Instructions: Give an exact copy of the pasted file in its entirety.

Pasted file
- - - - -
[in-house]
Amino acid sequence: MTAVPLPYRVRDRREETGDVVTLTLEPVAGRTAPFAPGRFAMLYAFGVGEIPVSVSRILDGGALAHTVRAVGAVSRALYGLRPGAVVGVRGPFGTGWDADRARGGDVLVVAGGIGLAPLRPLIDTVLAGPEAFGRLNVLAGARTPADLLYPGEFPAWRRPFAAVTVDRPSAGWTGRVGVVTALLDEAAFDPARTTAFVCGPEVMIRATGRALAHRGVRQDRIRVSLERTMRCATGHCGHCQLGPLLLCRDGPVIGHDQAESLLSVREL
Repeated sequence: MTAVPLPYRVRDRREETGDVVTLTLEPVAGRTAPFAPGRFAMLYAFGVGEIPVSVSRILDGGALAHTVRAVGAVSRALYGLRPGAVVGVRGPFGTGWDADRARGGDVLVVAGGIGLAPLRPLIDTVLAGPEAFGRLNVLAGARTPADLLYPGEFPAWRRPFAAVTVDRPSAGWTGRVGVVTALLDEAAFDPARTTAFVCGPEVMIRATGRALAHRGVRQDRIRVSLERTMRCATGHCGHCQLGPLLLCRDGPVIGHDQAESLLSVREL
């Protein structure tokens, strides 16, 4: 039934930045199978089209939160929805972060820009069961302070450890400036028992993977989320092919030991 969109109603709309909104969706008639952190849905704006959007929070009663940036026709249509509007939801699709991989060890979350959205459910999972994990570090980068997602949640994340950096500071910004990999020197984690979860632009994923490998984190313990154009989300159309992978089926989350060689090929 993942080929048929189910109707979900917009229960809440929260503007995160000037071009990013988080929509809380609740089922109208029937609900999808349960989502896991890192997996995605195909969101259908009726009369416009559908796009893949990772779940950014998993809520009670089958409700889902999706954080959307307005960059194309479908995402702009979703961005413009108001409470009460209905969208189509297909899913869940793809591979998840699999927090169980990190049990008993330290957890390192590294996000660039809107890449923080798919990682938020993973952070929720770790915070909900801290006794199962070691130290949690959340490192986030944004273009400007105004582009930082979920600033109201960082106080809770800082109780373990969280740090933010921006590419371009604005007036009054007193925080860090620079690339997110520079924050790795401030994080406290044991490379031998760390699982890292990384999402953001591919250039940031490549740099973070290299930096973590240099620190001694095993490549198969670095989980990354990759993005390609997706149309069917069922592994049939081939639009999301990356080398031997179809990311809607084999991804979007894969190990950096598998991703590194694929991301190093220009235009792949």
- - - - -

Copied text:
[in-house]
Amino acid sequence: MTAVPLPYRVRDRREETGDVVTLTLEPVAGRTAPFAPGRFAMLYAFGVGEIPVSVSRILDGGALAHTVRAVGAVSRALYGLRPGAVVGVRGPFGTGWDADRARGGDVLVVAGGIGLAPLRPLIDTVLAGPEAFGRLNVLAGARTPADLLYPGEFPAWRRPFAAVTVDRPSAGWTGRVGVVTALLDEAAFDPARTTAFVCGPEVMIRATGRALAHRGVRQDRIRVSLERTMRCATGHCGHCQLGPLLLCRDGPVIGHDQAESLLSVREL
Repeated sequence: MTAVPLPYRVRDRREETGDVVTLTLEPVAGRTAPFAPGRFAMLYAFGVGEIPVSVSRILDGGALAHTVRAVGAVSRALYGLRPGAVVGVRGPFGTGWDADRARGGDVLVVAGGIGLAPLRPLIDTVLAGPEAFGRLNVLAGARTPADLLYPGEFPAWRRPFAAVTVDRPSAGWTGRVGVVTALLDEAAFDPARTTAFVCGPEVMIRATGRALAHRGVRQDRIRVSLERTMRCATGHCGHCQLGPLLLCRDGPVIGHDQAESLLSVREL
């Protein structure tokens, strides 16, 4: 039934930045199978089209939160929805972060820009069961302070450890400036028992993977989320092919030991 969109109603709309909104969706008639952190849905704006959007929070009663940036026709249509509007939801699709991989060890979350959205459910999972994990570090980068997602949640994340950096500071910004990999020197984690979860632009994923490998984190313990154009989300159309992978089926989350060689090929 993942080929048929189910109707979900917009229960809440929260503007995160000037071009990013988080929509809380609740089922109208029937609900999808349960989502896991890192997996995605195909969101259908009726009369416009559908796009893949990772779940950014998993809520009670089958409700889902999706954080959307307005960059194309479908995402702009979703961005413009108001409470009460209905969208189509297909899913869940793809591979998840699999927090169980990190049990008993330290957890390192590294996000660039809107890449923080798919990682938020993973952070929720770790915070909900801290006794199962070691130290949690959340490192986030944004273009400007105004582009930082979920600033109201960082106080809770800082109780373990969280740090933010921006590419371009604005007036009054007193925080860090620079690339997110520079924050790795401030994080406290044991490379031998760390699982890292990384999402953001591919250039940031490549740099973070290299930096973590240099620190001694095993490549198969670095989980990354990759993005390609997706149309069917069922592994049939081939639009999301990356080398031997179809990311809607084999991804979007894969190990950096598998991703590194694929991301190093220009235009792949």